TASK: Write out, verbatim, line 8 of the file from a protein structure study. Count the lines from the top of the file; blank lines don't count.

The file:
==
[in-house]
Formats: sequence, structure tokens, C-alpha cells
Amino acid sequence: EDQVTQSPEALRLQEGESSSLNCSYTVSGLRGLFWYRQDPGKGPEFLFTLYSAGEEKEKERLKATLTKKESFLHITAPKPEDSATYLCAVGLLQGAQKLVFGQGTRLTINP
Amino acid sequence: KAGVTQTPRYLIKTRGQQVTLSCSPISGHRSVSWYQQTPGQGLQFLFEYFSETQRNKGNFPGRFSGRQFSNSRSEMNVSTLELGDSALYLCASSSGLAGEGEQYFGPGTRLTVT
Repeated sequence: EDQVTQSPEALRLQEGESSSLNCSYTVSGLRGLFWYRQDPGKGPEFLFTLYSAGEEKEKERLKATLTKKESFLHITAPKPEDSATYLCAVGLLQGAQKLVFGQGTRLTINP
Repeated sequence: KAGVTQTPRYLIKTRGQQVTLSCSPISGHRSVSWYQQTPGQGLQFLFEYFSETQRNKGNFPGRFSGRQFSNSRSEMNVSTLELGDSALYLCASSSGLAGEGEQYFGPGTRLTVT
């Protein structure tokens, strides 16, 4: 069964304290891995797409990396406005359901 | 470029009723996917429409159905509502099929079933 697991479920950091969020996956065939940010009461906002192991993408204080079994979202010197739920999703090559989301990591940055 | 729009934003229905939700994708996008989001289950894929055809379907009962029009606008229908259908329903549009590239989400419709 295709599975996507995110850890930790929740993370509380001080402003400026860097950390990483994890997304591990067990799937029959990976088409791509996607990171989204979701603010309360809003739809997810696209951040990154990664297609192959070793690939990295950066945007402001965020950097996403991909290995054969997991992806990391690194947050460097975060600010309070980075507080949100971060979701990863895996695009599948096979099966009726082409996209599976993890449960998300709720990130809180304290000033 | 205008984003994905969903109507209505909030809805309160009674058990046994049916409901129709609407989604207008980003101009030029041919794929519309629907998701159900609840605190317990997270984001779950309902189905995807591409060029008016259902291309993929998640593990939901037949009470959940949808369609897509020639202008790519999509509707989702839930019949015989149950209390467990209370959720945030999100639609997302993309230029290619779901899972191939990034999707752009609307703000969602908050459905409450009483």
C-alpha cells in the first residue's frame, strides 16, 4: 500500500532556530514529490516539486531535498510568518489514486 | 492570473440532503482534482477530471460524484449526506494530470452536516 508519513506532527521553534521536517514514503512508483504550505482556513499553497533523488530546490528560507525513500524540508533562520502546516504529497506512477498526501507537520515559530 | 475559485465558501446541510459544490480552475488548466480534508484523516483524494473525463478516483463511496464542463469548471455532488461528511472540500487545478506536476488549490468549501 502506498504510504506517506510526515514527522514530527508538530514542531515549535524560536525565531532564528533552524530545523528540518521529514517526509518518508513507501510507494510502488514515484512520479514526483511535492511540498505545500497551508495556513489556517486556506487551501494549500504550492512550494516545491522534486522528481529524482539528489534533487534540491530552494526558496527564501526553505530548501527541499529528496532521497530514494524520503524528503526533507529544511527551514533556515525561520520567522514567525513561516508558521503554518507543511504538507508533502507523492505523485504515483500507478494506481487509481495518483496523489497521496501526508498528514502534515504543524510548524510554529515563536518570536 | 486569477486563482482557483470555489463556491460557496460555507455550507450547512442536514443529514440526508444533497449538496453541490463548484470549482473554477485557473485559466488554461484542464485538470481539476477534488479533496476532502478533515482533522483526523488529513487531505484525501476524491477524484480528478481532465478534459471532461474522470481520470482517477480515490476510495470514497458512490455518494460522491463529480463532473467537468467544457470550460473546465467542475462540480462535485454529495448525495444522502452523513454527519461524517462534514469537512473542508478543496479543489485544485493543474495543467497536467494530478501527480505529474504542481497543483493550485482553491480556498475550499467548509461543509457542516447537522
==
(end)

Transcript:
C-alpha cells in the first residue's frame, strides 16, 4: 500500500532556530514529490516539486531535498510568518489514486 | 492570473440532503482534482477530471460524484449526506494530470452536516 508519513506532527521553534521536517514514503512508483504550505482556513499553497533523488530546490528560507525513500524540508533562520502546516504529497506512477498526501507537520515559530 | 475559485465558501446541510459544490480552475488548466480534508484523516483524494473525463478516483463511496464542463469548471455532488461528511472540500487545478506536476488549490468549501 502506498504510504506517506510526515514527522514530527508538530514542531515549535524560536525565531532564528533552524530545523528540518521529514517526509518518508513507501510507494510502488514515484512520479514526483511535492511540498505545500497551508495556513489556517486556506487551501494549500504550492512550494516545491522534486522528481529524482539528489534533487534540491530552494526558496527564501526553505530548501527541499529528496532521497530514494524520503524528503526533507529544511527551514533556515525561520520567522514567525513561516508558521503554518507543511504538507508533502507523492505523485504515483500507478494506481487509481495518483496523489497521496501526508498528514502534515504543524510548524510554529515563536518570536 | 486569477486563482482557483470555489463556491460557496460555507455550507450547512442536514443529514440526508444533497449538496453541490463548484470549482473554477485557473485559466488554461484542464485538470481539476477534488479533496476532502478533515482533522483526523488529513487531505484525501476524491477524484480528478481532465478534459471532461474522470481520470482517477480515490476510495470514497458512490455518494460522491463529480463532473467537468467544457470550460473546465467542475462540480462535485454529495448525495444522502452523513454527519461524517462534514469537512473542508478543496479543489485544485493543474495543467497536467494530478501527480505529474504542481497543483493550485482553491480556498475550499467548509461543509457542516447537522